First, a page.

The Rescue of Lot

Text: Genesis 14

Lot had the misfortune of becoming a captive in a war that was being waged around him. Abram pursued the capturing armies, defeated them, freed Lot, then met two kings after his victory. There are several lessons we can learn from these events.

Lot’s Capture (Genesis 14:8-12)

  • Life is uncertain – Lot came to Sodom expecting ease & prosperity (Genesis 13:10-12); this war, his capture, and his loss were not part of the plan (cf. James 4:14)
  • Riches are temporary – Lot lost his possessions to the enemy army (cf. Matthew 6:19-21)
  • Physical consequences for our choices – Lot chose to live in Sodom, suffered loss; Abram didn’t suffer loss or capture; we can’t foresee everything, but as much as possible, be “shrewd as serpents” (Matthew 10:16)

Abram’s Mission (Genesis 14:13-16)

  • Prior preparations – he had 318 men already trained and ready to go; he was prepared for conflict (cf. Ephesians 6:11)
  • He took action when needed – it is one thing to prepare, another to act; God expects His people to be doing, not just preparing (cf. James 1:22)
  • He acted to help others, not himself – King of Elam was fighting for his own wealth & power; Abram fought to free others & restore their possessions; acted for the good of others (cf. Philippians 2:3-5)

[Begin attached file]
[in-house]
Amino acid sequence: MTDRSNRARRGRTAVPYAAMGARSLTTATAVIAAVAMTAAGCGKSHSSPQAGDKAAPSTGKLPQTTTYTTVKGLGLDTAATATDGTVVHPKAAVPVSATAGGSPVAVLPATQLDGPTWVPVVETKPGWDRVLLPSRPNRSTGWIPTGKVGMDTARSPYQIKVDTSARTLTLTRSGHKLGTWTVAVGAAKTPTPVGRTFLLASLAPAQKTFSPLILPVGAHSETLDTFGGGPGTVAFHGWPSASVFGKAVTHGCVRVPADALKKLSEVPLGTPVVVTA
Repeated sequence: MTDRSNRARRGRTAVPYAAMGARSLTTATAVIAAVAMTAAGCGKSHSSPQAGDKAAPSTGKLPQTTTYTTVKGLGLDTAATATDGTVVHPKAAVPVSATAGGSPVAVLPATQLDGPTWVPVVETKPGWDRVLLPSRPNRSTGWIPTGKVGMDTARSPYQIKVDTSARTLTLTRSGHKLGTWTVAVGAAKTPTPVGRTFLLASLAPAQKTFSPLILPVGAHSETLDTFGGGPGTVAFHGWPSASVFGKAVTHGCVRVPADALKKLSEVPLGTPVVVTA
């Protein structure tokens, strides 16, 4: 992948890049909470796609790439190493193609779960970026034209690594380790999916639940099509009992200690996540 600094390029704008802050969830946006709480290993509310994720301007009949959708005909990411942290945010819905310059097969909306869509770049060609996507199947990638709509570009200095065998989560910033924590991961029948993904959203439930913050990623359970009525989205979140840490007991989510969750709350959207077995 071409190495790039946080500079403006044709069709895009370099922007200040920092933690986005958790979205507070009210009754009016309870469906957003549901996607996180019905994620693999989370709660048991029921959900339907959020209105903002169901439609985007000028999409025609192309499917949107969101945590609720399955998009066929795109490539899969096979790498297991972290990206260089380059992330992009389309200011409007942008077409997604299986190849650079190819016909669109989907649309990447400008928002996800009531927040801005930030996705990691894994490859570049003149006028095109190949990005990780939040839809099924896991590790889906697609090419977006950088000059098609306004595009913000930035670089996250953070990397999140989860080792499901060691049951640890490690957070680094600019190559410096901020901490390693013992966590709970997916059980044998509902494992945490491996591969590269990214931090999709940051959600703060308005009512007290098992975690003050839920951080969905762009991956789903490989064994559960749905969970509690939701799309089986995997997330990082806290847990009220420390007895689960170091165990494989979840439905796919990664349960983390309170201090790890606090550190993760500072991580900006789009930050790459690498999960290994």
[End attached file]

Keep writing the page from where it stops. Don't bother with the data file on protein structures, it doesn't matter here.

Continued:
Abram & Melchizedek (Genesis 14:18-20)

  • Blessings come from God – Abram pursued, strategized, fought, and defeated the enemy, but God delivered them into his hands; we must work, but without God’s blessing, our work is in vain (cf. Psalm 127:1)
  • The tithe from Abram – given to the priest, therefore, it was also for God; God expects us to give back to Him for what He has given us (cf. 1 Corinthians 16:2; Romans 12:1)
  • Melchizedek was greater – shown in Melchizedek blessing Abram (Hebrews 7:6-7); later used to prove Jesus’ superiority over Abraham & the Levitical priests (Hebrews 7:17)

Abram & the King of Sodom (Genesis 14:21-24)

  • Following God, forsaking certain types of gain – King of Sodom offered Abram the goods; he refused on account of a promise he made to God; following God means we must forsake certain things of this world (cf. 1 John 2:15-17)
  • Self-reliance is desired – Abram was very wealthy, not because he was enriched by an earthly king, but because God had blessed him; if one is able to take care of himself, he should (2 Thessalonians 3:7-10); reflects a trust in God & His providence

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